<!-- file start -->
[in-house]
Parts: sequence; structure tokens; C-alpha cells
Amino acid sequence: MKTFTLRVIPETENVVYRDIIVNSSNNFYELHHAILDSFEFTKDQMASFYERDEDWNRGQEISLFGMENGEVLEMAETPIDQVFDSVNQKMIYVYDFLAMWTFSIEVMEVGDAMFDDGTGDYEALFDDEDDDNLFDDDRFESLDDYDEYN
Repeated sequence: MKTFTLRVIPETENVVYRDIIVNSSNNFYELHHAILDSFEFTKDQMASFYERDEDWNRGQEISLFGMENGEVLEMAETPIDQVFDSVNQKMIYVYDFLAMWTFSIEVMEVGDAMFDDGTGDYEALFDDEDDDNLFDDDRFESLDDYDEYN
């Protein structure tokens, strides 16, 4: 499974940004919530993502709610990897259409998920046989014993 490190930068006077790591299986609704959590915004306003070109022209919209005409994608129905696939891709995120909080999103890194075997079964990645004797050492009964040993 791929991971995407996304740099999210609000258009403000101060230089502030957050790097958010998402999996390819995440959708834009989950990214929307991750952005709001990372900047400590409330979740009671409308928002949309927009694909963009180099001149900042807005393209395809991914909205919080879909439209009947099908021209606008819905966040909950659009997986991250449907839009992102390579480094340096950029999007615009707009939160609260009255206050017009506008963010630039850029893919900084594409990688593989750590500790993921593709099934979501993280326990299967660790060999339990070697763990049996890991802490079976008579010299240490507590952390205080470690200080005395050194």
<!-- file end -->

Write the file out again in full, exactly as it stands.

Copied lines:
[in-house]
Parts: sequence; structure tokens; C-alpha cells
Amino acid sequence: MKTFTLRVIPETENVVYRDIIVNSSNNFYELHHAILDSFEFTKDQMASFYERDEDWNRGQEISLFGMENGEVLEMAETPIDQVFDSVNQKMIYVYDFLAMWTFSIEVMEVGDAMFDDGTGDYEALFDDEDDDNLFDDDRFESLDDYDEYN
Repeated sequence: MKTFTLRVIPETENVVYRDIIVNSSNNFYELHHAILDSFEFTKDQMASFYERDEDWNRGQEISLFGMENGEVLEMAETPIDQVFDSVNQKMIYVYDFLAMWTFSIEVMEVGDAMFDDGTGDYEALFDDEDDDNLFDDDRFESLDDYDEYN
């Protein structure tokens, strides 16, 4: 499974940004919530993502709610990897259409998920046989014993 490190930068006077790591299986609704959590915004306003070109022209919209005409994608129905696939891709995120909080999103890194075997079964990645004797050492009964040993 791929991971995407996304740099999210609000258009403000101060230089502030957050790097958010998402999996390819995440959708834009989950990214929307991750952005709001990372900047400590409330979740009671409308928002949309927009694909963009180099001149900042807005393209395809991914909205919080879909439209009947099908021209606008819905966040909950659009997986991250449907839009992102390579480094340096950029999007615009707009939160609260009255206050017009506008963010630039850029893919900084594409990688593989750590500790993921593709099934979501993280326990299967660790060999339990070697763990049996890991802490079976008579010299240490507590952390205080470690200080005395050194």